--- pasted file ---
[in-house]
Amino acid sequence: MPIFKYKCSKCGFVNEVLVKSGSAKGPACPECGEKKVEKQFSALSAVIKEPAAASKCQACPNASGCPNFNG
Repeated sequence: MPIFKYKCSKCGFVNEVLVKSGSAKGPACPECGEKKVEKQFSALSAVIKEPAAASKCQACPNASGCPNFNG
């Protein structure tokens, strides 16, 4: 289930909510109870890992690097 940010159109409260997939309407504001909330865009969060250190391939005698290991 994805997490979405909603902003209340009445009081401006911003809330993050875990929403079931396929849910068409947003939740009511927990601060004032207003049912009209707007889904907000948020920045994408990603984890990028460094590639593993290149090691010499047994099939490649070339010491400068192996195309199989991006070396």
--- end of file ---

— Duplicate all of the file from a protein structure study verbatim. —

[in-house]
Amino acid sequence: MPIFKYKCSKCGFVNEVLVKSGSAKGPACPECGEKKVEKQFSALSAVIKEPAAASKCQACPNASGCPNFNG
Repeated sequence: MPIFKYKCSKCGFVNEVLVKSGSAKGPACPECGEKKVEKQFSALSAVIKEPAAASKCQACPNASGCPNFNG
């Protein structure tokens, strides 16, 4: 289930909510109870890992690097 940010159109409260997939309407504001909330865009969060250190391939005698290991 994805997490979405909603902003209340009445009081401006911003809330993050875990929403079931396929849910068409947003939740009511927990601060004032207003049912009209707007889904907000948020920045994408990603984890990028460094590639593993290149090691010499047994099939490649070339010491400068192996195309199989991006070396």